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David Grays Distilled Water

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Renzo

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Does anyone use this for Brewing? I've used it about 10 times so far for brewing helles/pils and bought it from Bunnings with no side effects. Anyhow thought i'd go direct to the source in Garling St O'Conner ( much cheaper than Bunnings and they sell 25 litre tubs) and the bloke there said you probably shouldn't use it as it might have acid in it. He didn't know what type of acid and said he wasn't totally sure. Anyhow he is going to check witht their chemist and get back to me but I was wondering has has anyone here used it?
 

Online Brewing Supplies

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Does anyone use this for Brewing? I've used it about 10 times so far for brewing helles/pils and bought it from Bunnings with no side effects. Anyhow thought i'd go direct to the source in Garling St O'Conner ( much cheaper than Bunnings and they sell 25 litre tubs) and the bloke there said you probably shouldn't use it as it might have acid in it. He didn't know what type of acid and said he wasn't totally sure. Anyhow he is going to check witht their chemist and get back to me but I was wondering has has anyone here used it?
Distilled water is naturally more acidic, I doubt if acid ha been added, after all thats an added cost.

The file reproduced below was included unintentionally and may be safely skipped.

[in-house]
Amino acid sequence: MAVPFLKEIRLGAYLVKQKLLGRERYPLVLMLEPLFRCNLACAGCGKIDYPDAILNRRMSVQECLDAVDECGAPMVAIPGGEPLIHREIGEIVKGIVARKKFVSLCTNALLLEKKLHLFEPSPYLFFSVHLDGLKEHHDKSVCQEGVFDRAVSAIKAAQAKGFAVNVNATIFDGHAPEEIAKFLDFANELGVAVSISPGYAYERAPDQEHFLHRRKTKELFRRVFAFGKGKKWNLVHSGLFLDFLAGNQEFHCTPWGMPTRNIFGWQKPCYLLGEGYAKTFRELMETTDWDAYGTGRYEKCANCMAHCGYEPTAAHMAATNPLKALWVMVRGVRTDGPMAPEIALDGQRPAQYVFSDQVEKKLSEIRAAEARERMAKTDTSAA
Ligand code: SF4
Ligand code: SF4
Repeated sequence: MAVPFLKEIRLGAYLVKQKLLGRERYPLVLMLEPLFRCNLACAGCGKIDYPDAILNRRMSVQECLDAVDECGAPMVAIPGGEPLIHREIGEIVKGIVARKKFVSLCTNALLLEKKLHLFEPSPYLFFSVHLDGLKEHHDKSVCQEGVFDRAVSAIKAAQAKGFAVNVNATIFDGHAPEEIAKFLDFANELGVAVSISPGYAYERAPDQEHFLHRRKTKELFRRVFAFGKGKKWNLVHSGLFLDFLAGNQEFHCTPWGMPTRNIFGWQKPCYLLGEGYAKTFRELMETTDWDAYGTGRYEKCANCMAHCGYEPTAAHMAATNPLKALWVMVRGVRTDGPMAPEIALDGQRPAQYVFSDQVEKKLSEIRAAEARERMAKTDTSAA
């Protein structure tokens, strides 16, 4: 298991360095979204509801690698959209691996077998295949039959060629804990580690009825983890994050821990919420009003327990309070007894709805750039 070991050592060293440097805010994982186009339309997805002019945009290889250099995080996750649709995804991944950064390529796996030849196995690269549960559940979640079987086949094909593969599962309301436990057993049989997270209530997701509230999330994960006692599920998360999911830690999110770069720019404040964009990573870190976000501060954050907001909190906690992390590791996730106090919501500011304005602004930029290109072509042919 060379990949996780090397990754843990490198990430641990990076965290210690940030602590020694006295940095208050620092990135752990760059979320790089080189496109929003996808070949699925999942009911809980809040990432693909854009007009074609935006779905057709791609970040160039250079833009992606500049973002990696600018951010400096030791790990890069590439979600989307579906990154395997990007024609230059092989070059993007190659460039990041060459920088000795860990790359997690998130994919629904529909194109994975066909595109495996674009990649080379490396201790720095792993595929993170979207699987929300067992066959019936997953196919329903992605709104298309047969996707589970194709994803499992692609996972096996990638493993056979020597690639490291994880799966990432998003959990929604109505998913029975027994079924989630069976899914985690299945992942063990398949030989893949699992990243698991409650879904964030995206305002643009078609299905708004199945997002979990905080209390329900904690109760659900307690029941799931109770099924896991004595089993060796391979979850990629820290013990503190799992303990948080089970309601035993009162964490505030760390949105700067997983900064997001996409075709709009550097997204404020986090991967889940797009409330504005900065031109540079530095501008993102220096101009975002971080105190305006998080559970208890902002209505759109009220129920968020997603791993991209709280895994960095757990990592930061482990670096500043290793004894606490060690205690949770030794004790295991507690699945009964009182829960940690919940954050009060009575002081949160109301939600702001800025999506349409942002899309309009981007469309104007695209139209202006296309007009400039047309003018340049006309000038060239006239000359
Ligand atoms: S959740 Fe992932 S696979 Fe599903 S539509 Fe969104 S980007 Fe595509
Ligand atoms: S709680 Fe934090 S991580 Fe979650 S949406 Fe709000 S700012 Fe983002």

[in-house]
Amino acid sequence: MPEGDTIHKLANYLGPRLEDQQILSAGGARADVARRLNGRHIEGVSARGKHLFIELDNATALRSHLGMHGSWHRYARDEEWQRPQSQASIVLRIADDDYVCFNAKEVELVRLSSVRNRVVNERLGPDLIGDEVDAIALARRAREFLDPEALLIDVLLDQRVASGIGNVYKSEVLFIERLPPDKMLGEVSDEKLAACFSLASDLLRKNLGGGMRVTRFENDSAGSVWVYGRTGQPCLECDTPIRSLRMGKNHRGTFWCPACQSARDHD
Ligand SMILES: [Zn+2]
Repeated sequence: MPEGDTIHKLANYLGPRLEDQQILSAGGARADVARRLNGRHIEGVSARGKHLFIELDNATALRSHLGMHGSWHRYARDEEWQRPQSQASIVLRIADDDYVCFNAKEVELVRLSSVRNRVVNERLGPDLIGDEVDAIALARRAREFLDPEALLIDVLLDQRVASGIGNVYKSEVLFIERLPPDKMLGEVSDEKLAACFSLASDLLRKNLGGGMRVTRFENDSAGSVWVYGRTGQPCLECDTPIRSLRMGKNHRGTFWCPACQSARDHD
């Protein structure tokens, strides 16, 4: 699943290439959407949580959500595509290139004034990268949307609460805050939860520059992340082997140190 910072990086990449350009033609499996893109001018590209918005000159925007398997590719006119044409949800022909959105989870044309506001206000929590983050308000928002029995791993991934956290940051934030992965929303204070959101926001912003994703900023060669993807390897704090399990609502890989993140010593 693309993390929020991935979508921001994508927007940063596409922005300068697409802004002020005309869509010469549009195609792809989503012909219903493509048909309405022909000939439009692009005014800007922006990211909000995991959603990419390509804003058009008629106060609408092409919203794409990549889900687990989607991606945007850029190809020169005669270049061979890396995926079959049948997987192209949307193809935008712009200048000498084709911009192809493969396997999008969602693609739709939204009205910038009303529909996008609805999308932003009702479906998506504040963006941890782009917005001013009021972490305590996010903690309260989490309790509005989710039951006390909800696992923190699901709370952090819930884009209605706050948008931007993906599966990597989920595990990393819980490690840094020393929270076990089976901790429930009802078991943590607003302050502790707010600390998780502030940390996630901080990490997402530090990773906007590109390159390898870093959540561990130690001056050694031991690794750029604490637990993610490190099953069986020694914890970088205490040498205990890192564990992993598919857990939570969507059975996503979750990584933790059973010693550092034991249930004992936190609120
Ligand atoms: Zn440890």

Dont worry use it if need be.
Nev
 

eamonnfoley

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I would assume its pure distilled water.... the label should tell you. But you'll need to add something to it. A teaspoon of calcium chloride will set you on the right path for a pale lager. That it if your all grain. Extract - its good on its own.
 

Renzo

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I would assume its pure distilled water.... the label should tell you. But you'll need to add something to it. A teaspoon of calcium chloride will set you on the right path for a pale lager. That it if your all grain. Extract - its good on its own.



I know I've gotta add calc chloride etc and brewing water chem isn't an issue but was just wondering whether the "added acid" could be harmful. The guy didn't sound like he knew what he was on about but thought i'd put it out there.
 

Barndillo

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Distilled water is naturally more acidic, I doubt if acid ha been added, after all thats an added cost.
Dont worry use it if need be.
Nev
No offence intended, but pure(distilled) water should have a neutral pH (=7.0); my local tap water is 7.5 pH which is slightly basic. The term acid(ic) should really only be used to describe aqueous solutions below 7.0 pH
 

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No offence intended, but pure(distilled) water should have a neutral pH (=7.0); my local tap water is 7.5 pH which is slightly basic. The term acid(ic) should really only be used to describe aqueous solutions below 7.0 pH
No pure distilled water is more like 5.4 pH, No ions and hard to measure. But theoretically 5.4 pH. Best you check your theory. I can drop you a link if you like.
Just read this :